Planning a project takes work. A lot of work. With the multitude of tasks to be completed and deadlines to be met, design and build (D&B) contractors could be overlooking a crucial form of insurance from their supply chain. And they could pay a hefty price if they don’t stipulate this cover when engaging them.
D&B contractors will recognise the following scenario:
A supplier designs a product to meet your specification. They manufacture this product at a sizeable cost, but due to a design error, isn’t fit for purpose. You claim against the supplier for the cost of replacement, plus the value of any consequential losses. It’s a ‘Deal or No Deal’ situation; your ability to recover from them could rest on the insurance protection they have in place.
If your supplier holds the ‘right’ sort of cover, your claim has better chances of success. There’s your deal.
But if they have the ‘wrong’ insurance, you might be relying on a costly court case and the supplier’s financial strength to recoup your loss. Sorry but this could mean no deal.
The ‘right’ approach is to make sure your supplier has professional indemnity (PI) insurance. Your ability to successfully recover from a third party for their negligence is made much easier when they have PI insurance with the appropriate level of cover.
However, some contractors think they can rely on a supplier’s public liability (PL) insurance. There are significant risks to this approach; not only does it reduce the likelihood of recovery against the supplier’s insurance policy, it also introduces the danger of default in the event of a claim being pursued directly against them.
PL insurance provides much more limited (and in some cases zero) financial loss protection. If the claim is not covered, you’ll be saddled with the expense (and effort) of replacing the product, plus any other rectification costs and delay damages you incur. While D&B contractor’s may have an appropriate insurance policy in place to claim against, without the opportunity to recover from a supplier any rectification costs and consequential losses will end up impacting your claims record.
What is PI insurance and why is it so important?
PI insurance is sometimes known as errors and omissions insurance. It provides indemnity for claims which result from carrying out of professional services.
It does not cover criminal behaviour, or non-professional services such as workmanship, manufacture and/or installation.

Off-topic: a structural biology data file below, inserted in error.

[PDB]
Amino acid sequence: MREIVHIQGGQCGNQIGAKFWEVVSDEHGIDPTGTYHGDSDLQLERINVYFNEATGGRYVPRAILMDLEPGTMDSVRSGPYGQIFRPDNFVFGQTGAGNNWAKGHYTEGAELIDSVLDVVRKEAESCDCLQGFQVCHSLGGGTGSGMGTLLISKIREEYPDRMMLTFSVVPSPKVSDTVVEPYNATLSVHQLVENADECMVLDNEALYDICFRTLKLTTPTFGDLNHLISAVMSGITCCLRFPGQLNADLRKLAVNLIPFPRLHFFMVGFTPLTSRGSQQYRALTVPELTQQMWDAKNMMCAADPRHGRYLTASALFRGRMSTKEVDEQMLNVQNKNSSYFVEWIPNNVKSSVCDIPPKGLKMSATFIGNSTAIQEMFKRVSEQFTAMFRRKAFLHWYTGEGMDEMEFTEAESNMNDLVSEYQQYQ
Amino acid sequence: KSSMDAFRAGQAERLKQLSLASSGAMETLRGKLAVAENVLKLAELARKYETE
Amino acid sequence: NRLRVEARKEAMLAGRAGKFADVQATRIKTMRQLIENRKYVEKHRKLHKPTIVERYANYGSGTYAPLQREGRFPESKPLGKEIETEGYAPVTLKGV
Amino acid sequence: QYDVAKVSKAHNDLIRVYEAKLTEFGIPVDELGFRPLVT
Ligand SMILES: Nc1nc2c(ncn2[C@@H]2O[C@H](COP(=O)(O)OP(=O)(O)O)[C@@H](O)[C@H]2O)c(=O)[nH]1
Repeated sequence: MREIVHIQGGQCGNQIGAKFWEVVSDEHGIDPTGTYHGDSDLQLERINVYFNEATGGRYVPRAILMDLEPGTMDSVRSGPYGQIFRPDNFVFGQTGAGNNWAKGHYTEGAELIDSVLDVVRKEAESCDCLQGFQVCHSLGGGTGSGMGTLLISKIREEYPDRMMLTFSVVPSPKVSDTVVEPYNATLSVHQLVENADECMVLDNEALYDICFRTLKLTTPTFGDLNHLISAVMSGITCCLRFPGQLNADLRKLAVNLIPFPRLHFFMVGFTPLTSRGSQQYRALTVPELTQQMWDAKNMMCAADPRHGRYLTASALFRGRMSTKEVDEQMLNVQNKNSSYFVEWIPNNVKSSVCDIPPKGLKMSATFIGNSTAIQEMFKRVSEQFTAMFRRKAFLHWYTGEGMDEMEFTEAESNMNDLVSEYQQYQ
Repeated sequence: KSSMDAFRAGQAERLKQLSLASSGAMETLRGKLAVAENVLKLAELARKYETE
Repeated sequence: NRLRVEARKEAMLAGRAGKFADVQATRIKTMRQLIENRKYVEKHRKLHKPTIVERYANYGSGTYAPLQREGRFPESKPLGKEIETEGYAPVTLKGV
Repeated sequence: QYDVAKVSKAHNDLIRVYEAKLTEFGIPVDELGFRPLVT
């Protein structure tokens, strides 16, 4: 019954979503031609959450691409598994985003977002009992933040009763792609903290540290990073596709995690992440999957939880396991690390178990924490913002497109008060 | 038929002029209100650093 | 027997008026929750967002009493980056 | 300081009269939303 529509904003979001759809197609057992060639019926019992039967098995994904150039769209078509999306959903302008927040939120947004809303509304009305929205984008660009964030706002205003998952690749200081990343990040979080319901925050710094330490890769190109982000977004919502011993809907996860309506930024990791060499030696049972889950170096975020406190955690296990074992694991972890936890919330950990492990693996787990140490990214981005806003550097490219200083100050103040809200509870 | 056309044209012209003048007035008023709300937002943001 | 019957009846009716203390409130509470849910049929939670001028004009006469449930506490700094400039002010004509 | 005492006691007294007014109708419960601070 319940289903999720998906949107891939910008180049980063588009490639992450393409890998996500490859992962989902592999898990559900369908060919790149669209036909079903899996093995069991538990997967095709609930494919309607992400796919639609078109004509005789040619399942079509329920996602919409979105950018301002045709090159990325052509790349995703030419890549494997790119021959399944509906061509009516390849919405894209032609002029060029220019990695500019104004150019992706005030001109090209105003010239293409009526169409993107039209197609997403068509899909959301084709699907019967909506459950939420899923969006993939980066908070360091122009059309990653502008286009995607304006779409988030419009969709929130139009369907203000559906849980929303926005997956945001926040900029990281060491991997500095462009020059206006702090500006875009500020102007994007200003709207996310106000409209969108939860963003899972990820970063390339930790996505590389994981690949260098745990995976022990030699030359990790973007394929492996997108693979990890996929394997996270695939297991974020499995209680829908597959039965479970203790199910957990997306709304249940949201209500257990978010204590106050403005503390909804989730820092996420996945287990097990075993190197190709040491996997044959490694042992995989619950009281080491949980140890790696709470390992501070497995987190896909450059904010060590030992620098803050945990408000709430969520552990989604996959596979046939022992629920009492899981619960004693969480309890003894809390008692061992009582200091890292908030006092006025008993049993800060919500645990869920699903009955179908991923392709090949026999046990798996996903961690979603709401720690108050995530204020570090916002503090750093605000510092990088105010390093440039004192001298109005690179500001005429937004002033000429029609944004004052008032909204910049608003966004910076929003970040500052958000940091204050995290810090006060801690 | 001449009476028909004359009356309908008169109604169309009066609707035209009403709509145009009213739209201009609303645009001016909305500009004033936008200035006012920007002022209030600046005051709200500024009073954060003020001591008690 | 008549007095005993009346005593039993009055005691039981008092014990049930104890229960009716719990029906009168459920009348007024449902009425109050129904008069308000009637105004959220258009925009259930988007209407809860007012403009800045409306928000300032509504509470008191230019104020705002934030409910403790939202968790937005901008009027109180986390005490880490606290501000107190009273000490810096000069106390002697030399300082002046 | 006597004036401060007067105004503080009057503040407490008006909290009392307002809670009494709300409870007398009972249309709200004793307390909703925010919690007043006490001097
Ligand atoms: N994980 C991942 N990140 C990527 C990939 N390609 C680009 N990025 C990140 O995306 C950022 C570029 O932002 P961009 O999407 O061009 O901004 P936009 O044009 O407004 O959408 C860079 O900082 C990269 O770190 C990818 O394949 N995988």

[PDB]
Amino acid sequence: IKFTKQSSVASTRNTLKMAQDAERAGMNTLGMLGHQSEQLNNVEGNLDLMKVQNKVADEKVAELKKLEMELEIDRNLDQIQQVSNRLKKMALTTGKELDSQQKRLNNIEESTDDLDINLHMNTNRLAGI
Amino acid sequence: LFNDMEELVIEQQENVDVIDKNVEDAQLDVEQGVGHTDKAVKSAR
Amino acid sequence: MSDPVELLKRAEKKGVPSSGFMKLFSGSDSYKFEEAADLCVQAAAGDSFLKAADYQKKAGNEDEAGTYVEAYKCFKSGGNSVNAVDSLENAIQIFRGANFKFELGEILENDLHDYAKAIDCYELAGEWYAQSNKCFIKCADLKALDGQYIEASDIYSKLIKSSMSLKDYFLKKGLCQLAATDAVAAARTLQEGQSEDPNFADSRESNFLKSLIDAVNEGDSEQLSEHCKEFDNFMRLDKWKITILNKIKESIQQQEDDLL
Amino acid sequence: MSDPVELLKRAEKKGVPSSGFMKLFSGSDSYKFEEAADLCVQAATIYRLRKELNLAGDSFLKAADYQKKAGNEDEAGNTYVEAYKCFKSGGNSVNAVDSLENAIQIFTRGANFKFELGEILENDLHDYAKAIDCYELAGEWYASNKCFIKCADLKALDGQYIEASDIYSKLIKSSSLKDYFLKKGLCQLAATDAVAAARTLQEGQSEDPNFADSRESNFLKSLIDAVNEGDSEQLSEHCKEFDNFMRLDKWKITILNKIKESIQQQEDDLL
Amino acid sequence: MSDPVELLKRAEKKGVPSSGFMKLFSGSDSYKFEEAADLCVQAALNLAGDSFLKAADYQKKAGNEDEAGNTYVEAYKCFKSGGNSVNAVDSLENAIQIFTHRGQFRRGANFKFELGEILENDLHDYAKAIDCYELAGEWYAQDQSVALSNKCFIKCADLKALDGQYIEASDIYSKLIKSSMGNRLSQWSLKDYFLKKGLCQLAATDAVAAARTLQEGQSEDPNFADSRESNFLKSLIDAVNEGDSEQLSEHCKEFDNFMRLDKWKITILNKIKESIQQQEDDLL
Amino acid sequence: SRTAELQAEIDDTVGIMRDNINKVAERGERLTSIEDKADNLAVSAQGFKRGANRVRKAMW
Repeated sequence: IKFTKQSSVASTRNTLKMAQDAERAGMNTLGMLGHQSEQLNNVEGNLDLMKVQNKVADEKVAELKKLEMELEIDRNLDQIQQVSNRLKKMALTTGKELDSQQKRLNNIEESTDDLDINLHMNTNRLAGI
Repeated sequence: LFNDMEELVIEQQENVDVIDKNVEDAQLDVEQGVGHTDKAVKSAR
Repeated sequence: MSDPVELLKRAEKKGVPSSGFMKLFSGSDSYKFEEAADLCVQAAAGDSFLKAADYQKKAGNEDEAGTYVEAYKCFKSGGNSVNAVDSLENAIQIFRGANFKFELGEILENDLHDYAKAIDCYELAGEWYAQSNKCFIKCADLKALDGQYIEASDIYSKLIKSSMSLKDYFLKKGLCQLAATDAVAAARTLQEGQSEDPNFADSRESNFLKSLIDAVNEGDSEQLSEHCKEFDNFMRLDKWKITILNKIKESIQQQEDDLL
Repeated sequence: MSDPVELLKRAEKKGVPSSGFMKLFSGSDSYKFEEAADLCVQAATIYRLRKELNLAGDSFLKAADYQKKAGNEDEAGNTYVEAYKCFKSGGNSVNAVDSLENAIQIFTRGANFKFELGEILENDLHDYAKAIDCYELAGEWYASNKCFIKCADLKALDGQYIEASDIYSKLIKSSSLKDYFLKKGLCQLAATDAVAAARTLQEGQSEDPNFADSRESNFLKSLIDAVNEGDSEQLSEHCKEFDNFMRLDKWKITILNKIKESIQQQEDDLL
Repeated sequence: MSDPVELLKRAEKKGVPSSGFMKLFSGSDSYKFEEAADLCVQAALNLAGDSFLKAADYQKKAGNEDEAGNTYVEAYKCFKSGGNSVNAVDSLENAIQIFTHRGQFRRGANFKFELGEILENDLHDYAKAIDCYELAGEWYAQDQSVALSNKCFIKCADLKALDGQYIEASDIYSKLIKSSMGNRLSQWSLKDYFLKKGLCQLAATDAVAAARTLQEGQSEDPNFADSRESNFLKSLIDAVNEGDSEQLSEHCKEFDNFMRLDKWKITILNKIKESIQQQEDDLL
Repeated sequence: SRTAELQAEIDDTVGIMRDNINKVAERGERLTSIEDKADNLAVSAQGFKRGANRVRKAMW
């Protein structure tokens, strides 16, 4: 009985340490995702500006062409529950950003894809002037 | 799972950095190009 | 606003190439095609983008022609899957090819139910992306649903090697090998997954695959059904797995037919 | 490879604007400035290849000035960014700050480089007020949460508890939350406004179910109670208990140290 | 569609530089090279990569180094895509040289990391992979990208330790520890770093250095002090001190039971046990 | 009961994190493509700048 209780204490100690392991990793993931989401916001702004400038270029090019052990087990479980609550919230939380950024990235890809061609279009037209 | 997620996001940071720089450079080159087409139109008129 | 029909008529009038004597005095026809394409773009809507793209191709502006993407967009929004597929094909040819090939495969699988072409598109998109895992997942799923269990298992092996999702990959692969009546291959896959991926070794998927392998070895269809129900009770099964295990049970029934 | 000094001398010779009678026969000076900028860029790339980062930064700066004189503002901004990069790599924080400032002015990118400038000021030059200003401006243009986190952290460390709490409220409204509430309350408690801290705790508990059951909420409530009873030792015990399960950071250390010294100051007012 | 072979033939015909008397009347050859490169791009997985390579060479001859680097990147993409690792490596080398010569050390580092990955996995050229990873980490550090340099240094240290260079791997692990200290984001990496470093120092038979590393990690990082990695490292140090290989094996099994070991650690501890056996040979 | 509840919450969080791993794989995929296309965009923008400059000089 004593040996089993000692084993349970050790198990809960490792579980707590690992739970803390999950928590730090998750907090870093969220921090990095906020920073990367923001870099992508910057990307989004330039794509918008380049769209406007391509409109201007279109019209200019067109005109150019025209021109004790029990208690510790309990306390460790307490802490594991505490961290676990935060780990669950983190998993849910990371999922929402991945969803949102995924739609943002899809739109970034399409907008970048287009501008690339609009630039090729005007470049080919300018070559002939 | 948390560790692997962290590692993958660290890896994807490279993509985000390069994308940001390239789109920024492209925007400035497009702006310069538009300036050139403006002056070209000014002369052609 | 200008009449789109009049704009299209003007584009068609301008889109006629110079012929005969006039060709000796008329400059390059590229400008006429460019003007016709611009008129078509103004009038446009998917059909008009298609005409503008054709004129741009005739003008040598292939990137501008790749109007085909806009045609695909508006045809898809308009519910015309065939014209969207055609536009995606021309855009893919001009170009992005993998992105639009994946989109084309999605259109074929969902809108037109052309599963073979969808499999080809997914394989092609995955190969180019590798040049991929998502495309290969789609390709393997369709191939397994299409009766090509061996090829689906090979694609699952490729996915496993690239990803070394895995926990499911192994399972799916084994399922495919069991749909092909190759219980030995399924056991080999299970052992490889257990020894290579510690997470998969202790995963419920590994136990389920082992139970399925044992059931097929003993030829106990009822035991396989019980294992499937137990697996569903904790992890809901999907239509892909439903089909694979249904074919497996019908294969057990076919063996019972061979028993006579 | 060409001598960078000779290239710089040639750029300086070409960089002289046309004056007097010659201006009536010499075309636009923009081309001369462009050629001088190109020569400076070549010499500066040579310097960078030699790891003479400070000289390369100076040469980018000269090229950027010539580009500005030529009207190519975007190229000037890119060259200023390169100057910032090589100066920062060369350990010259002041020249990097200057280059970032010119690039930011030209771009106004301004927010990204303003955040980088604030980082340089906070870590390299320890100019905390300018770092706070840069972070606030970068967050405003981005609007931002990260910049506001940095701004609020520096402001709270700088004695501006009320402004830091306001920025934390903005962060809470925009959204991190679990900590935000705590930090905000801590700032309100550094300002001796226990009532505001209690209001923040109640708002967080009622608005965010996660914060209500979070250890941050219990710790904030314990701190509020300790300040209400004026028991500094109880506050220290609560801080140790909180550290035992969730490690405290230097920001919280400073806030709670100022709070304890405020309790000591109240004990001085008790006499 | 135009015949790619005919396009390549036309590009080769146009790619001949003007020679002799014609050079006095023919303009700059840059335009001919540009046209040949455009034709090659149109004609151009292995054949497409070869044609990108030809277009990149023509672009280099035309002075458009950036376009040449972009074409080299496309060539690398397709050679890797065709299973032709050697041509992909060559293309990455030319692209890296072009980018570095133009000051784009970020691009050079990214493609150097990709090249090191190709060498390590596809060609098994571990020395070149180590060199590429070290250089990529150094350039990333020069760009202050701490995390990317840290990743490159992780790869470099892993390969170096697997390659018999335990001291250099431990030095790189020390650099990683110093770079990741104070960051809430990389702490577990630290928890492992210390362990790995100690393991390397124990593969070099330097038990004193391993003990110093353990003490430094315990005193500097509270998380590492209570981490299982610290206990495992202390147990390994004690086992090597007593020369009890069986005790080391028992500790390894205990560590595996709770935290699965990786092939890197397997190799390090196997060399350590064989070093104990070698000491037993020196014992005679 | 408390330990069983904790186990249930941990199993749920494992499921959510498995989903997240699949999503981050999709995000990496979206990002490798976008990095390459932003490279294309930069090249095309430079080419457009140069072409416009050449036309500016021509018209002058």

Many small construction firms and/or suppliers of goods firms don’t carry PI insurance. Generally, for small businesses, the figure could be as high as 64%, according to a recent survey by ConstructAQuote.com
And it’s not uncommon for suppliers to inform a D&B contractor that most of their customers accept PL cover as an alternative to PI insurance. But failing to insist on PI insurance could be a costly oversight, as there are key differences in PL and PI cover.
What are the differences?
The policies are very different in both the way they operate and the risks they insure.
A public liability policy (also known as general liability or third party liability) provides protection for third party injury or property damage claims. It excludes claims for the cost of replacing/repairing the product that has been supplied. And generally it excludes claims arising out of any breach of professional services.
A professional indemnity policy provides protection for claims made during the period of insurance which are the result of a breach of professional duties, contract and/or statutory duties. Such claims might be for pure economic loss, or they may involve actual damage to, or defects in, the products or goods supplied.
Should all my suppliers have PI insurance?
PI insurance for suppliers is generally only required if the contract stipulates it. The rules of some regulators and professional bodies mean it’s also compulsory for certain professions, including architects and engineers.
D&B contractors are obligated, under contract, to purchase a minimum level of PI cover (specified by the owner/employer). If you engage a specialist supplier to deliver the project then it’s important you ensure they too have appropriate levels of PI cover. In other words, you should seek to appoint the parties in your supply chain on terms that are back-to-back to the contract with the owner.
There are other reasons why a D&B contractor might consider asking for professional indemnity insurance from their suppliers:
- The contractor is relying on the supplier to advise them on how to use the product
- The supplier is designing its product or work in some way to meet your requirements.
It is not unusual for D&B contractors to lack specific knowledge about what cover to stipulate in their contracts with suppliers. And suppliers can be reluctant to buy PI insurance due to both the cost and a lack of information or understanding about its benefits.
If it’s not compulsory, all too often, PI cover is the missing link in a supply chain, and the impact can be enormous for a contractor.
In reality you may not have full control over the performance of professional services undertaken on your behalf. Without a contractual requirement for suppliers to have PI insurance you could be exposing your balance sheet, and your insurance policy, to their potential negligence.
What should I do if I’m concerned?
If you would like further advice, please talk to a specialist construction broker about your exposure and risk profile.
They can advise you on all forms of risk management and mitigation, including what level of PI cover you should seek from your suppliers.
For more information, please contact David Stocks, Account Executive on +44 (0)20 7309 8342 or email david_Stocks@jltgroup.com